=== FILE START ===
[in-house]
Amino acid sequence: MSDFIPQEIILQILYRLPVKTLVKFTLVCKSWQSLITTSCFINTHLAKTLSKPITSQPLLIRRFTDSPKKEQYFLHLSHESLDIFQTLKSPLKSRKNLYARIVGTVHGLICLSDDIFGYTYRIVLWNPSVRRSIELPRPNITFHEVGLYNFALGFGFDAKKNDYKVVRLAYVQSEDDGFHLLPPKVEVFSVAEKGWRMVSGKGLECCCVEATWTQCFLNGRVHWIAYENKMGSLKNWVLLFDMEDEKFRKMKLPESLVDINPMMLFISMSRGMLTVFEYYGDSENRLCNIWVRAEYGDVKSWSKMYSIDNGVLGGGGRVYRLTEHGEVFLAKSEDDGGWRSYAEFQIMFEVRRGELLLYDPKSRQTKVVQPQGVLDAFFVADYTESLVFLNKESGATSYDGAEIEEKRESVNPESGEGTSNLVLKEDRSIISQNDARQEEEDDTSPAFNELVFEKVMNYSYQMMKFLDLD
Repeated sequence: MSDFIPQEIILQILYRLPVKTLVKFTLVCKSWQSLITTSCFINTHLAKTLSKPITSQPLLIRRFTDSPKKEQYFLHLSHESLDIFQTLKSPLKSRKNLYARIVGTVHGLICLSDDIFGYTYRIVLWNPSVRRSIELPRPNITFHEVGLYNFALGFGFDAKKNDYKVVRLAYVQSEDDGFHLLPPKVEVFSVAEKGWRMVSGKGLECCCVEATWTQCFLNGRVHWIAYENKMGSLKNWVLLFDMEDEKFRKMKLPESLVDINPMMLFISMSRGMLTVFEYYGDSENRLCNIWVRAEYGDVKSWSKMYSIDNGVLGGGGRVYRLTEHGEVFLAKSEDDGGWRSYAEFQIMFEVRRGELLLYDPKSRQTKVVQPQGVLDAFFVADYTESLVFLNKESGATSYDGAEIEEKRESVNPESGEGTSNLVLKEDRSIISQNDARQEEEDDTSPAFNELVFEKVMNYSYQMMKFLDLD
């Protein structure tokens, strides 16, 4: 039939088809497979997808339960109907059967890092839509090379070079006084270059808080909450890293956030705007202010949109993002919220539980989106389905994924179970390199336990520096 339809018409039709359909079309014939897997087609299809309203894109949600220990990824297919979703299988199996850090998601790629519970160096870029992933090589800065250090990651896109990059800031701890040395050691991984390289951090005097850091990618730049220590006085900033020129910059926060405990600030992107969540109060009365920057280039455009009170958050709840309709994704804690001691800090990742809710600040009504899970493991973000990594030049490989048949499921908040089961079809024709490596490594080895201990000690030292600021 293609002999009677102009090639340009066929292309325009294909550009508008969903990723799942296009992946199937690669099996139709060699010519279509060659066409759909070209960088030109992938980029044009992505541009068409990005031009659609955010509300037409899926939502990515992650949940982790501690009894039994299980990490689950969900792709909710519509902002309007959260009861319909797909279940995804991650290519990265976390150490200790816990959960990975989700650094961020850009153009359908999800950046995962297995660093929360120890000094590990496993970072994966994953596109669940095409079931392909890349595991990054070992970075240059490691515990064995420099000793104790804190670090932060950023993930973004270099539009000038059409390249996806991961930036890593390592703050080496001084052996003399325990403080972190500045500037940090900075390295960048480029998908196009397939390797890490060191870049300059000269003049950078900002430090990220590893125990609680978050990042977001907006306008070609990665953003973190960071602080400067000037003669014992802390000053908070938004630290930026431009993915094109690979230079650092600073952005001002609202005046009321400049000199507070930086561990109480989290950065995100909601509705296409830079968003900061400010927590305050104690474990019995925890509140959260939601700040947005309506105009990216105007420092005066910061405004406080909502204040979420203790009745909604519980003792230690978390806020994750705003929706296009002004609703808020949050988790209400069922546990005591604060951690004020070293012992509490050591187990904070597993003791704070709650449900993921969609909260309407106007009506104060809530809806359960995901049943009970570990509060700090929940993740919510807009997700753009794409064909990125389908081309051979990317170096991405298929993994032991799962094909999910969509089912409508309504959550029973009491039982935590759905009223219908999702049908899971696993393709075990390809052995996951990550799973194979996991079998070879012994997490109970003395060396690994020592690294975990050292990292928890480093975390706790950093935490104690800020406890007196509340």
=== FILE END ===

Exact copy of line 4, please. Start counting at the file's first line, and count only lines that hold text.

């Protein structure tokens, strides 16, 4: 039939088809497979997808339960109907059967890092839509090379070079006084270059808080909450890293956030705007202010949109993002919220539980989106389905994924179970390199336990520096 339809018409039709359909079309014939897997087609299809309203894109949600220990990824297919979703299988199996850090998601790629519970160096870029992933090589800065250090990651896109990059800031701890040395050691991984390289951090005097850091990618730049220590006085900033020129910059926060405990600030992107969540109060009365920057280039455009009170958050709840309709994704804690001691800090990742809710600040009504899970493991973000990594030049490989048949499921908040089961079809024709490596490594080895201990000690030292600021 293609002999009677102009090639340009066929292309325009294909550009508008969903990723799942296009992946199937690669099996139709060699010519279509060659066409759909070209960088030109992938980029044009992505541009068409990005031009659609955010509300037409899926939502990515992650949940982790501690009894039994299980990490689950969900792709909710519509902002309007959260009861319909797909279940995804991650290519990265976390150490200790816990959960990975989700650094961020850009153009359908999800950046995962297995660093929360120890000094590990496993970072994966994953596109669940095409079931392909890349595991990054070992970075240059490691515990064995420099000793104790804190670090932060950023993930973004270099539009000038059409390249996806991961930036890593390592703050080496001084052996003399325990403080972190500045500037940090900075390295960048480029998908196009397939390797890490060191870049300059000269003049950078900002430090990220590893125990609680978050990042977001907006306008070609990665953003973190960071602080400067000037003669014992802390000053908070938004630290930026431009993915094109690979230079650092600073952005001002609202005046009321400049000199507070930086561990109480989290950065995100909601509705296409830079968003900061400010927590305050104690474990019995925890509140959260939601700040947005309506105009990216105007420092005066910061405004406080909502204040979420203790009745909604519980003792230690978390806020994750705003929706296009002004609703808020949050988790209400069922546990005591604060951690004020070293012992509490050591187990904070597993003791704070709650449900993921969609909260309407106007009506104060809530809806359960995901049943009970570990509060700090929940993740919510807009997700753009794409064909990125389908081309051979990317170096991405298929993994032991799962094909999910969509089912409508309504959550029973009491039982935590759905009223219908999702049908899971696993393709075990390809052995996951990550799973194979996991079998070879012994997490109970003395060396690994020592690294975990050292990292928890480093975390706790950093935490104690800020406890007196509340």